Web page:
Court of Appeal denies input tax on accountancy services relating to a refinancing and restructuring process: Airtours Holiday Transport Limited v HMRC5

The appellant company, Airtours, appealed against a decision of the Upper Tribunal (UT) in which it was held that it could not recover input tax charged by a firm of accountants, PwC, in respect of services relating to a refinancing and restructuring process.

In 2002, the appellant faced a serious financial crisis which threatened the continuation of its business. It was indebted to over 80 banks and other financial institutions (the Banks) in respect of a variety of credit facilities. It also had liabilities to another group of financial creditors who were holders of bonds issued by Airtours. As at September 2002, the amounts owed by the appellant to the Banks stood at between £2bn and £2.5bn. Following the announcement of accounting problems which resulted in the collapse of the appellant’s share price, the Banks which had been involved with discussions about a refinancing package became concerned about whether the appellant would have sufficient funds to operate its business beyond 31 December 2002. In order to facilitate the refinancing process, the Banks formed a Steering Committee. Whilst Airtours had investment banking and insolvency advisors, there was a requirement for further advisors to review the refinancing and restructuring strategies, to consider the plans of the business and to provide confirmation to the Steering Committee that, based on the information available at the time, the agreed actions were reasonable.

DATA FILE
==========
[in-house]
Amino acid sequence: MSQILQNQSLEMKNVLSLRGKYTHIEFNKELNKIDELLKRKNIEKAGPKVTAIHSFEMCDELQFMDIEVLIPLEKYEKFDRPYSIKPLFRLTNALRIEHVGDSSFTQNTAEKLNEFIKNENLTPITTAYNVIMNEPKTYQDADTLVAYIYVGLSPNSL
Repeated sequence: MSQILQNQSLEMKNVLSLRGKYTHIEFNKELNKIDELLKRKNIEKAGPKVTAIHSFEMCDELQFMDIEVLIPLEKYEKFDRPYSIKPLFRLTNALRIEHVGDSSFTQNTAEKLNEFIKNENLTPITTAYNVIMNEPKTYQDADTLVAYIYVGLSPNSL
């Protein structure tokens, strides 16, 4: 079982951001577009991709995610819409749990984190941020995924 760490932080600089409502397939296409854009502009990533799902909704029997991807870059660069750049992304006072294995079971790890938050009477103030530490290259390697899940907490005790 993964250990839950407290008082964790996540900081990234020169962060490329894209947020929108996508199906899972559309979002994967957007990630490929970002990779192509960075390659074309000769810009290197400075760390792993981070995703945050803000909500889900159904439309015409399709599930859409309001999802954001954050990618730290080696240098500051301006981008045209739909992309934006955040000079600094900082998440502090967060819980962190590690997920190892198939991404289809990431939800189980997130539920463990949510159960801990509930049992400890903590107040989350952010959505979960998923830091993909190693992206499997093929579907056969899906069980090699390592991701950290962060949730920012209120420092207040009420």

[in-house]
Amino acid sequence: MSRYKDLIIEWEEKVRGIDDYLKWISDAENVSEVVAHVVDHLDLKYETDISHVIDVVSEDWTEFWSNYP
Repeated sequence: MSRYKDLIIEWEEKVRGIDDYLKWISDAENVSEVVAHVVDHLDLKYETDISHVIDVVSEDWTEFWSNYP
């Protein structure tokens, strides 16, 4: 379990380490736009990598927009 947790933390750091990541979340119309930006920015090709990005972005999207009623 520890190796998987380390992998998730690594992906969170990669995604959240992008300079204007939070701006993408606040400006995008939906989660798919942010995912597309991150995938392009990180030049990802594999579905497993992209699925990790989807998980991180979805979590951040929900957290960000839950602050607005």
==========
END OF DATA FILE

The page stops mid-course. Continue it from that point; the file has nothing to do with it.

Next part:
PwC was engaged in November 2002 pursuant to a contract contained in a letter of engagement. The contract was a tri-partite arrangement between Airtours, the Banks and PwC. PwC invoiced Airtours in respect of its fees for the work carried out and payment was made  by Airtours to the accountants. Airtours sought to deduct the VAT which it had been invoiced and had paid in respect of PwC’s fees as input tax in its VAT returns for relevant periods. HMRC argued however that PwC’s services were not supplied to Airtours, with the result that the company was not entitled to the deduction.

The First-tier Tribunal (FTT) rejected HMRC’s conclusion and decided that Airtours had requested the work as well as having authorised it; that Airtours had received supplies from PwC that were used for the purposes of its business; and that the input tax therefore could be deducted.

On appeal, the UT disagreed with the FTT’s approach6. Having considered the nature of the arrangements, the UT concluded that the substance of the transactions was that there was a supply of services by PwC to the Banks; that the contact should be construed as one in which the Banks contracted with PwC to supply services which the Banks needed for the purposes of their own business; and that Airtours contracted with PwC to pay its fees.

The questions for determination by the Court of Appeal were:

  1. whether the Upper Tribunal had exceeded its appellate jurisdiction and erred in law by overturning the FTT’s decision; and